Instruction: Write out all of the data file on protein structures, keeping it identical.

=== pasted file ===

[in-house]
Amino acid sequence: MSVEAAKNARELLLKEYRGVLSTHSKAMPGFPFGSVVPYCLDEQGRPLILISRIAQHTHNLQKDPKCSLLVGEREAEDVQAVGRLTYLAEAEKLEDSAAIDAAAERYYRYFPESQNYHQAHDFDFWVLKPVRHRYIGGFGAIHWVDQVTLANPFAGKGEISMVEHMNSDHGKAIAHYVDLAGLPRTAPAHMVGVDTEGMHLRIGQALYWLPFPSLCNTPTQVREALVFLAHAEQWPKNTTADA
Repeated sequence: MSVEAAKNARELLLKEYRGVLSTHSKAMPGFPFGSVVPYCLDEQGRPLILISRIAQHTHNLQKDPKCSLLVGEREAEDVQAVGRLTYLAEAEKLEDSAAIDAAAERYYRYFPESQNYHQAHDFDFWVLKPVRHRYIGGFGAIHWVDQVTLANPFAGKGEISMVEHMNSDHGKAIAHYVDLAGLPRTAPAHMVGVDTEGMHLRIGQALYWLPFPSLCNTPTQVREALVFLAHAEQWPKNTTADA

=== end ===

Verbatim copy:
[in-house]
Amino acid sequence: MSVEAAKNARELLLKEYRGVLSTHSKAMPGFPFGSVVPYCLDEQGRPLILISRIAQHTHNLQKDPKCSLLVGEREAEDVQAVGRLTYLAEAEKLEDSAAIDAAAERYYRYFPESQNYHQAHDFDFWVLKPVRHRYIGGFGAIHWVDQVTLANPFAGKGEISMVEHMNSDHGKAIAHYVDLAGLPRTAPAHMVGVDTEGMHLRIGQALYWLPFPSLCNTPTQVREALVFLAHAEQWPKNTTADA
Repeated sequence: MSVEAAKNARELLLKEYRGVLSTHSKAMPGFPFGSVVPYCLDEQGRPLILISRIAQHTHNLQKDPKCSLLVGEREAEDVQAVGRLTYLAEAEKLEDSAAIDAAAERYYRYFPESQNYHQAHDFDFWVLKPVRHRYIGGFGAIHWVDQVTLANPFAGKGEISMVEHMNSDHGKAIAHYVDLAGLPRTAPAHMVGVDTEGMHLRIGQALYWLPFPSLCNTPTQVREALVFLAHAEQWPKNTTADA